A left-wing Labour MP has slammed Sir Keir Starmer’s attack ads against Rishi Sunak for “playing on racist tropes of Asian men”.
Zarah Sultana said Labour officials “knew exactly what they were doing” when they published a picture of the PM’s face alongside the claim he did not think child sex abusers should go to prison.
The adverts, published on the party’s X account in April, highlighted the number of adults convicted of sexually assaulting children under 16 who did not go to prison.
“Do you think adults convicted of sexually assaulting children should go to prison? Rishi Sunak doesn’t,” the poster said.
In a wide-ranging interview with Novara Media, during which Ms Sultana called Labour “institutionally Islamophobic”, she said “people knew exactly what kind of racist tropes they are playing on”.
She added: “I looked at them and thought, are you talking about my family members? Do you realise how this would be seen within South Asian communities as a whole? Do you care?”
Ms Sultana said she was “personally quite offended” by the poster, and said she has come back to the question “do you care” recently “quite a bit”.
The 30-year-old Corbynite MP claimed Labour whips had told MPs that it did not matter if they lost 7,000 Muslim voters, because they would still win their seats.
And she lashed out at anonymous briefings by party officials in recent months. They included an unnamed strategist who said the party was “haemorrhaging Muslim voters” because of Sir Keir’s work tackling anti-Semitism and another who said the party’s stance on gay rights and Palestine was costing it the conservative Muslim vote, but winning back Tory 2019 supporters.
Ms Sultana said: “I would go as far as calling [Labour] institutionally Islamophobic because these aren’t just my individual experiences and this isn’t just individual experiences of Labour Party members.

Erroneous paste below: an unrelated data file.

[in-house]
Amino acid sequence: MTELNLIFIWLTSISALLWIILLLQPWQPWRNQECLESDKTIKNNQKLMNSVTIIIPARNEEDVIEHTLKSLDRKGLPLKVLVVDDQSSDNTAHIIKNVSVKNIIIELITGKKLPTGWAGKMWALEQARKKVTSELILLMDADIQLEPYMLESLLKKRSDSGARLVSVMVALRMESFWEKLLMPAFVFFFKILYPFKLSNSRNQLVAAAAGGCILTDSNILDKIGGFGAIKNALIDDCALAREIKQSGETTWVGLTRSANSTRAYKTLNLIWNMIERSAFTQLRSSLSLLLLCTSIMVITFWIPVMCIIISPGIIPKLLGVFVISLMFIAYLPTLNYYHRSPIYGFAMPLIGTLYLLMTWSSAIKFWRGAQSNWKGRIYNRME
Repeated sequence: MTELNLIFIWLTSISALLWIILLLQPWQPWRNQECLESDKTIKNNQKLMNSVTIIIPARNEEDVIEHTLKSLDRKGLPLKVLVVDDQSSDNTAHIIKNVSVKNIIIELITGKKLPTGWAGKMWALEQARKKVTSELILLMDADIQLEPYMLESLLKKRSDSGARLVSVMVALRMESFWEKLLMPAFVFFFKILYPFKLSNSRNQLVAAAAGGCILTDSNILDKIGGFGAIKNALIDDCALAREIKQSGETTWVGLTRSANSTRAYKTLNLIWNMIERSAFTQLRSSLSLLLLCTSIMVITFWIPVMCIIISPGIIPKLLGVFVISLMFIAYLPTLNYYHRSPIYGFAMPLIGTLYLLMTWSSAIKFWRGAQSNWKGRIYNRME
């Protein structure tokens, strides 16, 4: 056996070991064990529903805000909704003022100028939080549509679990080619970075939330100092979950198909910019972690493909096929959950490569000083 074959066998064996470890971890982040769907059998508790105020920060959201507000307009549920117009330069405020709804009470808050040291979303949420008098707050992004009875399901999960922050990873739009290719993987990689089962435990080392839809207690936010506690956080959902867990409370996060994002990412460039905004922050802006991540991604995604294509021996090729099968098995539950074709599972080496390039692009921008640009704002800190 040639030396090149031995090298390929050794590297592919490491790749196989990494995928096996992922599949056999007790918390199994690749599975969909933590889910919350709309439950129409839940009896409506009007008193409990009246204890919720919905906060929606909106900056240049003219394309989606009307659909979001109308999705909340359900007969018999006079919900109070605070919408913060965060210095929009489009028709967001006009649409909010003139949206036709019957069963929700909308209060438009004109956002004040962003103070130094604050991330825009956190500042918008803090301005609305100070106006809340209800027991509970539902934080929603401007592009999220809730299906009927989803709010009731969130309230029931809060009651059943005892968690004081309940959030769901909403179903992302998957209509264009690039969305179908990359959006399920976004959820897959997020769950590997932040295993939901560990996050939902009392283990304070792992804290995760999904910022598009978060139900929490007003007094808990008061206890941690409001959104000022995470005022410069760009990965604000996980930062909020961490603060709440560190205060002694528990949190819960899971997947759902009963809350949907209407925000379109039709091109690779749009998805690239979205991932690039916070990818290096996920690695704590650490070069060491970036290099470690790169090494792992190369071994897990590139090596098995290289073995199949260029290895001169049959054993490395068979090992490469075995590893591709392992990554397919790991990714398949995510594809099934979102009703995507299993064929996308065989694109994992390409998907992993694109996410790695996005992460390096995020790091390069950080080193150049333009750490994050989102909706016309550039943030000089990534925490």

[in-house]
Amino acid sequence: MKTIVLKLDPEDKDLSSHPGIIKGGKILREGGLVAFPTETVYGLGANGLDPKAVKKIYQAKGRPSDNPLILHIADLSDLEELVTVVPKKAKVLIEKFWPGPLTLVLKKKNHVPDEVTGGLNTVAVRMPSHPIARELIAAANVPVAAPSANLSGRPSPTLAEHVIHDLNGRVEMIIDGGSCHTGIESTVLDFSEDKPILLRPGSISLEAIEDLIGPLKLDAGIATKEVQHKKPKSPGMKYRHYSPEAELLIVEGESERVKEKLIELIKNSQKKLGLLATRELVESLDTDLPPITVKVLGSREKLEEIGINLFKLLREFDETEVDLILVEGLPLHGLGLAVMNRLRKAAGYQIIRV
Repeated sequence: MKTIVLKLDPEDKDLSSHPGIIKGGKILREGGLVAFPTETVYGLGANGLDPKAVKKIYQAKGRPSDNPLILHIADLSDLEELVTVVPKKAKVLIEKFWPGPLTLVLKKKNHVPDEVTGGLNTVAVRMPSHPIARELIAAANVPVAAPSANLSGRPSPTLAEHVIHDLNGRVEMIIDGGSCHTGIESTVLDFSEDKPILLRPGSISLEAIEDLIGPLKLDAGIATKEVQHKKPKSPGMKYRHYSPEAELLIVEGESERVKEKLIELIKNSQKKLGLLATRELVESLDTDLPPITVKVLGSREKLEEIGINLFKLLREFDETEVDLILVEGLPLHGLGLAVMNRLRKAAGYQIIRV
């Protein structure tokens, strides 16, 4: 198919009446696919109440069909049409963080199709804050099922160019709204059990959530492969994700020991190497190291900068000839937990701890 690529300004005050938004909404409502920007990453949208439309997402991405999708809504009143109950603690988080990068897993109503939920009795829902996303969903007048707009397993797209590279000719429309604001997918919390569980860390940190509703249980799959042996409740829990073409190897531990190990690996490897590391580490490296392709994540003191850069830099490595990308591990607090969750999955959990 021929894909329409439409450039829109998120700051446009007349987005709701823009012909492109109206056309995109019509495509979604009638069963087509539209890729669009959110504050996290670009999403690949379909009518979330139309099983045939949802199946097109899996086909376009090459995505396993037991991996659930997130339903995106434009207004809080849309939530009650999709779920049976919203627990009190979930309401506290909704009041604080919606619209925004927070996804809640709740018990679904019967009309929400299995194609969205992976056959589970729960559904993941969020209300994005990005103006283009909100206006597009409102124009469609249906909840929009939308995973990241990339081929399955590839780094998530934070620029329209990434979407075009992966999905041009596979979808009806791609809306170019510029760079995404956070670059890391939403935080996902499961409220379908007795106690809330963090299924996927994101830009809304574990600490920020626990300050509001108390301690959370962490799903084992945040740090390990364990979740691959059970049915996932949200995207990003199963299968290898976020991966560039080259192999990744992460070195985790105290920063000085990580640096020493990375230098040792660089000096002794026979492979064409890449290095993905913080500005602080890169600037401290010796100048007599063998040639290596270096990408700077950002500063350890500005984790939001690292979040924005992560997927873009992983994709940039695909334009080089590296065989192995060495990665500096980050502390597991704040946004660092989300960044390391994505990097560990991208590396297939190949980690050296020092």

“It crosses through with the briefings that come out, the kind of language that is used, the policies that we are willing to say are fine and normal and acceptable.
“And it’s much wider than individual experiences.
“And I think that’s why we have to look at how we can address this if we are really serious about being a party of equality, about looking at how we treat all people fairly… I think we are seriously lacking in that area.”
The controversial attack adverts sparked an uproar in the Labour Party at the time, with shadow home secretary Yvette Cooper distancing herself from the campaign and senior MPs urging the leadership to withdraw the ads.
Ms Sultana’s interview comes after British Muslims and a coalition of mosques condemned Labour MPs who failed to vote for a ceasefire in the Israel-Hamas war.
Eight shadow ministers quit over the ceasefire vote on Wednesday and two parliamentary secretaries.
In a blow to Keir Starmer, 56 MPs defied the whip to vote in favour of the SNP amendment in support of a ceasefire.
But more than 50 Labour councillors have resigned over the party’s refusal to call for a ceasefire in the ongoing conflict.